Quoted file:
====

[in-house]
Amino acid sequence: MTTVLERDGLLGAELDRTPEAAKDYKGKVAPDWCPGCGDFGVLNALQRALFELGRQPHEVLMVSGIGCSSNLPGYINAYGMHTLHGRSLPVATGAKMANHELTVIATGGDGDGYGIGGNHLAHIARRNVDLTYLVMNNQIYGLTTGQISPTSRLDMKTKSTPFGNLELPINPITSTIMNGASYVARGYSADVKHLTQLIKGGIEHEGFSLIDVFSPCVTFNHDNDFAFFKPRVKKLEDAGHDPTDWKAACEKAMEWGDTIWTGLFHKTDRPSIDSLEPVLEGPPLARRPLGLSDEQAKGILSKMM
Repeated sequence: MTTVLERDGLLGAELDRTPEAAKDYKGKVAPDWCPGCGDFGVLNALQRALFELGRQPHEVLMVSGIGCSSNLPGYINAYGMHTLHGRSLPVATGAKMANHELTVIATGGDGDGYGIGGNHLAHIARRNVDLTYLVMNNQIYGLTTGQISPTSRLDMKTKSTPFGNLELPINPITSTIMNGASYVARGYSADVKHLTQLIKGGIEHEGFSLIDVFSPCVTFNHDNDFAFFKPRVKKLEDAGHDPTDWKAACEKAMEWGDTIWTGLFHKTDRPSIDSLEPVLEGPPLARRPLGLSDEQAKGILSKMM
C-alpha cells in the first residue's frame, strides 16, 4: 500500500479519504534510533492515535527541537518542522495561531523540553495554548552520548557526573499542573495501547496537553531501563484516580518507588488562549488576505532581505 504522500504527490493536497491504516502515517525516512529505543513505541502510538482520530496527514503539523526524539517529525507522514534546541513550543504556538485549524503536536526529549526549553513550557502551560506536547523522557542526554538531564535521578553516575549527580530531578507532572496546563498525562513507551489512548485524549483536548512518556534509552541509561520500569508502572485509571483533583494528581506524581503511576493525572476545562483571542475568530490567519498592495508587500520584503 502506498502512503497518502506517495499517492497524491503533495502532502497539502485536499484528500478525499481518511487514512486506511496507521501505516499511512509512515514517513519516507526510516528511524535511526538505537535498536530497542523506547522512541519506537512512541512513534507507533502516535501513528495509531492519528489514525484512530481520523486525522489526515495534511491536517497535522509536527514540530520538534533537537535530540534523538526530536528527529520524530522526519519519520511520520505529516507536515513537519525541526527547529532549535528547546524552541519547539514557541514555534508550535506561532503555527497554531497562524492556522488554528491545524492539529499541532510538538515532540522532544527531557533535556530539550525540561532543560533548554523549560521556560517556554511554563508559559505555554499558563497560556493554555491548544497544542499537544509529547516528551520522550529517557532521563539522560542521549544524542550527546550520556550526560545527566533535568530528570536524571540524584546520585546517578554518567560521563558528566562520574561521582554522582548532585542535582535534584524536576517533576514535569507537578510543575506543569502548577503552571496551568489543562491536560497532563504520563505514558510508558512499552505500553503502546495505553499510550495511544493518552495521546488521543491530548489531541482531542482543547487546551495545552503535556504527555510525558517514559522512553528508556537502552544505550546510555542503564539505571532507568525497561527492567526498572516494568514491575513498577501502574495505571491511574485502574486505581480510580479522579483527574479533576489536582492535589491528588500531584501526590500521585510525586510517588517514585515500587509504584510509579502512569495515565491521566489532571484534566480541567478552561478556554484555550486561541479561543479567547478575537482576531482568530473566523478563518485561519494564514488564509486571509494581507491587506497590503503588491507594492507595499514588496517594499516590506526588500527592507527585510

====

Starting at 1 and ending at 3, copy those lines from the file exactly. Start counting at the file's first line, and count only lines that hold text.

[in-house]
Amino acid sequence: MTTVLERDGLLGAELDRTPEAAKDYKGKVAPDWCPGCGDFGVLNALQRALFELGRQPHEVLMVSGIGCSSNLPGYINAYGMHTLHGRSLPVATGAKMANHELTVIATGGDGDGYGIGGNHLAHIARRNVDLTYLVMNNQIYGLTTGQISPTSRLDMKTKSTPFGNLELPINPITSTIMNGASYVARGYSADVKHLTQLIKGGIEHEGFSLIDVFSPCVTFNHDNDFAFFKPRVKKLEDAGHDPTDWKAACEKAMEWGDTIWTGLFHKTDRPSIDSLEPVLEGPPLARRPLGLSDEQAKGILSKMM
Repeated sequence: MTTVLERDGLLGAELDRTPEAAKDYKGKVAPDWCPGCGDFGVLNALQRALFELGRQPHEVLMVSGIGCSSNLPGYINAYGMHTLHGRSLPVATGAKMANHELTVIATGGDGDGYGIGGNHLAHIARRNVDLTYLVMNNQIYGLTTGQISPTSRLDMKTKSTPFGNLELPINPITSTIMNGASYVARGYSADVKHLTQLIKGGIEHEGFSLIDVFSPCVTFNHDNDFAFFKPRVKKLEDAGHDPTDWKAACEKAMEWGDTIWTGLFHKTDRPSIDSLEPVLEGPPLARRPLGLSDEQAKGILSKMM